Since, under ER 1.8, an attorney cannot ethically provide financial assistance to a client by paying, or advancing, the client's medical expenses before or during litigation, an attorney cannot ethically agree, voluntarily or at the client's or Releasees' insistence, to guarantee, or accept ultimate liability for, the payment of those expenses.

It is concluded that the ethics rules relied upon in Arizona Opinion 03-05 are consistent with Tennessee Rules of Professional Conduct l.7(b), 2.1, 1.2, and l.8(e) and that opinion's conclusions are adopted herein.9 Requiring a plaintiff's attorney to enter into agreements  posed in the inquiry, particularly requiring that the attorney indemnify and/or hold harmless any party being released or subrogation interest holder from medical expenses or liens, creates a conflict between the interests of the plaintiff's attorney and those of their client. Consistent with TFEO 97-F-141, an attorney cannot ethically agree to such agreements and/or clauses. As discussed herein, the actions which are the subject of the first paragraph of the inquiry are obligations imposed upon the plaintiffs attorney by RPC l.15(c). The attorney is obligated to safeguard the funds in his possession until any dispute between the client and the third person regarding the funds is resolved. Whether the funds in the attorney's possession rightfully belong to the client or to the third person or entity may not be determined at the time that the release resolving the lawsuit is executed. The attorney cannot be required to breach the ethical obligations imposed upon the attorney by RPC l.15(c) by signing an agreement regarding disposition of the funds prior to the resolution of the· dispute. If the attorney makes misrepresentations in settlement negotiations regarding payment of medical bills or liens, as posed in the inquiries, the attorney's conduct will be subject to Rules of Professional Conduct, including 4.l(a) and 8.4(c), and/or liability pursuant substantive law beyond the scope of this opinion. 

This the 10th day of September, 2010. 

ETHICS COMMITTEE:

Roger Alan Maness

Virginia Anne Sharber

Thomas Stratton Scott, Jr

APPROVED AND ADOPTED BY THE BOARD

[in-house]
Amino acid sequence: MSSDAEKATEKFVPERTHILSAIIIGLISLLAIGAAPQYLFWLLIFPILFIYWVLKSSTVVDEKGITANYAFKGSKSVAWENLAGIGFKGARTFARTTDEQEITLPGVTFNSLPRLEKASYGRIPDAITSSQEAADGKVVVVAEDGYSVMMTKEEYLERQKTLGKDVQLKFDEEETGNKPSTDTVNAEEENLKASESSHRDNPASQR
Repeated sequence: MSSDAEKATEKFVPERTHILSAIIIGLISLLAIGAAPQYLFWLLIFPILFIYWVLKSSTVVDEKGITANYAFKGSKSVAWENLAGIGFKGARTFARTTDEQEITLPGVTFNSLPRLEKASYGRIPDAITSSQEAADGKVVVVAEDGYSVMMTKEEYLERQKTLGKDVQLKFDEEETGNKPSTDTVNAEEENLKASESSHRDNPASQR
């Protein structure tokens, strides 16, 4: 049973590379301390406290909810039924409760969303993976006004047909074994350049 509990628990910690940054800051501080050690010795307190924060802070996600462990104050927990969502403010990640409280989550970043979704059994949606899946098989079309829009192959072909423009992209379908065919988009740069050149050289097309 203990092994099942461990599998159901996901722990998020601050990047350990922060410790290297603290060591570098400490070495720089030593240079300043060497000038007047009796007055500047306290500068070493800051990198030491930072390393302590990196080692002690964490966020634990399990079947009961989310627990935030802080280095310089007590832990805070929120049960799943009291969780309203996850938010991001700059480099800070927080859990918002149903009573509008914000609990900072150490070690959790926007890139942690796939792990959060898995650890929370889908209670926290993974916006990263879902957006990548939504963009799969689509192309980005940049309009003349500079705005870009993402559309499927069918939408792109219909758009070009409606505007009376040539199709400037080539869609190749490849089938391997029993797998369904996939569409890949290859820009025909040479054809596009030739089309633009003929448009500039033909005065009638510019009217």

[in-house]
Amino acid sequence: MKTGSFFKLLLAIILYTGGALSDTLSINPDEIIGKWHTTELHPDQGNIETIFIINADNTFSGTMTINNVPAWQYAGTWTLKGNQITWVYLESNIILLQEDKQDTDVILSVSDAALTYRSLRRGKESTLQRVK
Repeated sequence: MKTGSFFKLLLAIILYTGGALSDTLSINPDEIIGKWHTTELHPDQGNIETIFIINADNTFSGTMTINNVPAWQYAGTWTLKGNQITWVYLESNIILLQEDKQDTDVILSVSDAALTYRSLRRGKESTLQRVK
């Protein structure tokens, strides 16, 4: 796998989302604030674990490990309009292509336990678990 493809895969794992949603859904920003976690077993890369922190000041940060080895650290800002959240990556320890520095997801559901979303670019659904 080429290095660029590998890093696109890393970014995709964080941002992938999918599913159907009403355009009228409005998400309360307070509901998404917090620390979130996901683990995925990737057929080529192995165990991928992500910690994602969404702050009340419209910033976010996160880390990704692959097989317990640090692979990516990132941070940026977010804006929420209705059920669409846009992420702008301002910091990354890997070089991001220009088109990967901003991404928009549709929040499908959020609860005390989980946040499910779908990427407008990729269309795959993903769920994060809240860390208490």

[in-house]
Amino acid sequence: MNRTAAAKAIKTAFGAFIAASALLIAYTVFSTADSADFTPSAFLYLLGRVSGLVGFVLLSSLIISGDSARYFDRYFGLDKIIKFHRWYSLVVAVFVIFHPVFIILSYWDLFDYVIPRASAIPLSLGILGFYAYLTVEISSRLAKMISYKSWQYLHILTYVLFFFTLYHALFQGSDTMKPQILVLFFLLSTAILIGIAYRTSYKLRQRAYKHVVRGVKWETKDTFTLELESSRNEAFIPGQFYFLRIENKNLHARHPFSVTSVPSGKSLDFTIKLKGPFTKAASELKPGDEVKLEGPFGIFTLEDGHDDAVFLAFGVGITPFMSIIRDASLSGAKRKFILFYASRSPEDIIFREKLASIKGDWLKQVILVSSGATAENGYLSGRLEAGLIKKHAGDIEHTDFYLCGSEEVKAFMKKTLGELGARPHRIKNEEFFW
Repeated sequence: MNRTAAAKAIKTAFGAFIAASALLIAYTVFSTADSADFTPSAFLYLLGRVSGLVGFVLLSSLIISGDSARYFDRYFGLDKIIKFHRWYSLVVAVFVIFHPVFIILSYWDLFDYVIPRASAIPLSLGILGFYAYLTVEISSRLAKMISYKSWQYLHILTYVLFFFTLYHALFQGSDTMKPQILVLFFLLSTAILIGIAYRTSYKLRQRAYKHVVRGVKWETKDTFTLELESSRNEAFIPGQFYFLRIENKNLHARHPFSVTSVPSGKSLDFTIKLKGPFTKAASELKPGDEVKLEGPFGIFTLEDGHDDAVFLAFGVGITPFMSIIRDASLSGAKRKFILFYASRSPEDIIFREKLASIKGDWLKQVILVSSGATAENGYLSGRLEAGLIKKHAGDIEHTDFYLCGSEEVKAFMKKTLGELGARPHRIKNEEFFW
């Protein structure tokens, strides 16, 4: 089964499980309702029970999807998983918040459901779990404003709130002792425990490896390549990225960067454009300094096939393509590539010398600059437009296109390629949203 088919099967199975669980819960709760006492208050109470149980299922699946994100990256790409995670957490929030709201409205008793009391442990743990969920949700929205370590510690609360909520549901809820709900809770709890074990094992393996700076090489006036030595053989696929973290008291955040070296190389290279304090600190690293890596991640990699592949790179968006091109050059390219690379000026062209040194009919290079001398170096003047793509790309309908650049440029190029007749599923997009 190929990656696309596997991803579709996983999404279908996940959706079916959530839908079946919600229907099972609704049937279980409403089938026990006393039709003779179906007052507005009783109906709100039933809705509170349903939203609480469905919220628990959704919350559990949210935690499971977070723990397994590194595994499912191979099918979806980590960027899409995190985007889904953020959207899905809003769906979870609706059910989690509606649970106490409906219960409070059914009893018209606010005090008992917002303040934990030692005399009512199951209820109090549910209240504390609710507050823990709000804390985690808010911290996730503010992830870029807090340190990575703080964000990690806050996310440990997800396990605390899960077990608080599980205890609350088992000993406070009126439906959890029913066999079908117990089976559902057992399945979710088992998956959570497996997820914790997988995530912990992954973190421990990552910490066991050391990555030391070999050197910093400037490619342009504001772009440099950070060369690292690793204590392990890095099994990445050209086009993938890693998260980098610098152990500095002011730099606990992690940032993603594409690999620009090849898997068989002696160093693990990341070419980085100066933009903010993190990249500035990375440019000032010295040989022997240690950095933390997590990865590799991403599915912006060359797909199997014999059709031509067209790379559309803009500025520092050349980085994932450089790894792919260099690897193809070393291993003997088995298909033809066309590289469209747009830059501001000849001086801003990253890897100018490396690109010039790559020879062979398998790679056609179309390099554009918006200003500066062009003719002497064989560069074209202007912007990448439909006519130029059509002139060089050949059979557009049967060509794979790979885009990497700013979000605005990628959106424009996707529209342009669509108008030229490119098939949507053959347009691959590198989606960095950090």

1 Ohio Ethics Op. 2007-7 (2007) (when a lawyer knows there is a dispute between a client and a third person who has a lawful  claim under  applicable  law to funds in the lawyer's  possession,  the lawyer's  ethical  duty under Rule 1.15 is to notify both the client and the third person and hold the disputed funds in trust until the dispute is  resolved); S.C. Ethics Adv. Op. 05-08 (2005) (lawyer who knows that insurer has actual subrogation claim against settlement proceeds may not pay all proceeds to client but must retain sufficient funds to pay subrogation claim); La. Public Op. 05-RPCC-004 (2005) (lawyer's obligation to third parties is separate and distinct from the obligation to the client and may not be disregarded at the request or direction of the client); N.C Formal Ethics Op. 4 (2001) (attorney may ignore client's instruction to pay proceeds to client only if there is a valid lien or other valid legal assignment of the rights in the proceeds); Ala. Ethics Op. 2003-02 (2003) (rules ethically preclude an attorney from failing or refusing to honor his commitment to pay a client's creditors); Va. Legal Ethics Op. 1747 (1992) (a lawyer who knows that his client has made a valid assignment  of rights to the proceeds  of a  settlement or has allowed  for the creation of a consensual lien on settlement cannot disregard the third party assignee or lienholder's rights, notwithstanding a client's directive to do so); Md. Ethics Op. 94-19 (1993) (lawyer must disregard client instruction not to pay creditor where client had a valid agreement with creditor); Md. Ethics Op. 96-16 (1996) (lawyer whose client instructs him not to pay creditor despite client's subrogation agreement with creditor must hold funds until dispute is resolved); Mich. Informal Ethics Op. RI-61 (1990) (lawyer may not disburse to client if aware of outstanding lien; unless resolved, attorney must initiate court proceeding to resolve which portion belong to lien holder and client); R.I. Ethics Op. 95-60 (1996) (lawyer cannot obey client's instruction to refuse reimbursement to health insurer but must notify the insurer and pay the funds in which insurer has legally enforceable interest); R.I. Ethics Op. 95-31 (1995) (lawyer whose client agreed in writing to pay wife one-half of personal injury proceeds must notify the wife and keep disputed portion of proceeds separate until resolution); S.C. Ethics Adv. Op. 94-20 (1994) (if lawyer knows client has executed valid doctor's lien he may not comply with client's instruction to disregard it); S.C. Ethics Adv. Op. 93-14 (1993) (attorney who agreed to honor statements signed by client regarding lien for medical care provider may not ignore client's instruction to do otherwise but must notify the provider and hold the funds until the dispute is resolved).